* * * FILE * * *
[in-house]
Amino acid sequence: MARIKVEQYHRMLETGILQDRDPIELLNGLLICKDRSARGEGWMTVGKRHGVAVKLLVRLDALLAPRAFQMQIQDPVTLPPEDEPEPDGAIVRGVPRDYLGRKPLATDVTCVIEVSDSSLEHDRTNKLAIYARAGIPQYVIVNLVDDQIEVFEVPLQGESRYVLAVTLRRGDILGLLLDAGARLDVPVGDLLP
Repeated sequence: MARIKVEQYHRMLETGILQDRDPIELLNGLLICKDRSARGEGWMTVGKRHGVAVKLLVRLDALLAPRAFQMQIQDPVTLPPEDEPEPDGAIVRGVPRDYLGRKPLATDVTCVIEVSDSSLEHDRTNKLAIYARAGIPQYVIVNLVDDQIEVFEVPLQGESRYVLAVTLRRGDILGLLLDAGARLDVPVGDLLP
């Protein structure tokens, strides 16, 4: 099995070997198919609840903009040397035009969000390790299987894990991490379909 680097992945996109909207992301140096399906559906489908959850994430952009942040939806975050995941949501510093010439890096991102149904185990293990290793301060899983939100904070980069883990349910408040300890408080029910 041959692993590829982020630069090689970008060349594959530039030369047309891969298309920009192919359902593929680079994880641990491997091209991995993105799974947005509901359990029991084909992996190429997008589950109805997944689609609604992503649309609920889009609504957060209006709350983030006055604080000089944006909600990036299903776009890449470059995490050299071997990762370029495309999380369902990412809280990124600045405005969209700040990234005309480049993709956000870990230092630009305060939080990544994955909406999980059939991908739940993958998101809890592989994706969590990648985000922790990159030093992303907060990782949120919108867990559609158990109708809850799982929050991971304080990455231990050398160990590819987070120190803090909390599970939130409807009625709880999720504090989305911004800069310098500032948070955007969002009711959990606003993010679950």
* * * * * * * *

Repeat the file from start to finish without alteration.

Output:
[in-house]
Amino acid sequence: MARIKVEQYHRMLETGILQDRDPIELLNGLLICKDRSARGEGWMTVGKRHGVAVKLLVRLDALLAPRAFQMQIQDPVTLPPEDEPEPDGAIVRGVPRDYLGRKPLATDVTCVIEVSDSSLEHDRTNKLAIYARAGIPQYVIVNLVDDQIEVFEVPLQGESRYVLAVTLRRGDILGLLLDAGARLDVPVGDLLP
Repeated sequence: MARIKVEQYHRMLETGILQDRDPIELLNGLLICKDRSARGEGWMTVGKRHGVAVKLLVRLDALLAPRAFQMQIQDPVTLPPEDEPEPDGAIVRGVPRDYLGRKPLATDVTCVIEVSDSSLEHDRTNKLAIYARAGIPQYVIVNLVDDQIEVFEVPLQGESRYVLAVTLRRGDILGLLLDAGARLDVPVGDLLP
């Protein structure tokens, strides 16, 4: 099995070997198919609840903009040397035009969000390790299987894990991490379909 680097992945996109909207992301140096399906559906489908959850994430952009942040939806975050995941949501510093010439890096991102149904185990293990290793301060899983939100904070980069883990349910408040300890408080029910 041959692993590829982020630069090689970008060349594959530039030369047309891969298309920009192919359902593929680079994880641990491997091209991995993105799974947005509901359990029991084909992996190429997008589950109805997944689609609604992503649309609920889009609504957060209006709350983030006055604080000089944006909600990036299903776009890449470059995490050299071997990762370029495309999380369902990412809280990124600045405005969209700040990234005309480049993709956000870990230092630009305060939080990544994955909406999980059939991908739940993958998101809890592989994706969590990648985000922790990159030093992303907060990782949120919108867990559609158990109708809850799982929050991971304080990455231990050398160990590819987070120190803090909390599970939130409807009625709880999720504090989305911004800069310098500032948070955007969002009711959990606003993010679950």